Given the fact that the United States just experienced the inauguration of a new president, we thought we would share an article about the role of religion in public policy. As members of The Church of Jesus Christ, we feel strongly about the importance of being involved in politics and in the public sphere. This article helps explain how religious belief can and does have its place in the process of defining and making law.
Here’s a glimpse of what you will read in the article:
Fortunately, the Supreme Court has never held that citizens could not join together to translate their moral beliefs into laws or public policies even when those beliefs are derived from religious doctrine. Indeed, there are many sophisticated and articulate spokesmen for the proposition that the separation of church and state never intended to exclude religiously grounded values from the public square. For example, I offer the words of Richard John Neuhaus:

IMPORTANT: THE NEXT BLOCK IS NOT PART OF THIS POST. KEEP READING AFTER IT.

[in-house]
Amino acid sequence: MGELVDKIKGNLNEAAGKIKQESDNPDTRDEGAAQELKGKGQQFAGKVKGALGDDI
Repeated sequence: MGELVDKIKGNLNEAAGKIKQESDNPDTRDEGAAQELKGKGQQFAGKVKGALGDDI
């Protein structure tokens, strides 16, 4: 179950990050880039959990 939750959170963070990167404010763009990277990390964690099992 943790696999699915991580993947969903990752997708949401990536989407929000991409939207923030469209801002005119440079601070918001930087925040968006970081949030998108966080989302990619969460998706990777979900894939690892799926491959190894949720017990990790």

“In a democracy that is free and robust, an opinion is no more disqualified for being ‘religious’ than for being atheistic, or psychoanalytic, or Marxist, or just plain dumb. There is no legal or constitutional question about the admission of religion to the public square; there is only a question about the free and equal participation of citizens in our public business. Religion is not a reified ‘thing’ that threatens to intrude upon our common life. Religion in public is but the public opinion of those citizens who are religious.
(This article was written in 1992, but the principles may still be of interest, even as some of the specifics of recent important public policy issues are not included.)
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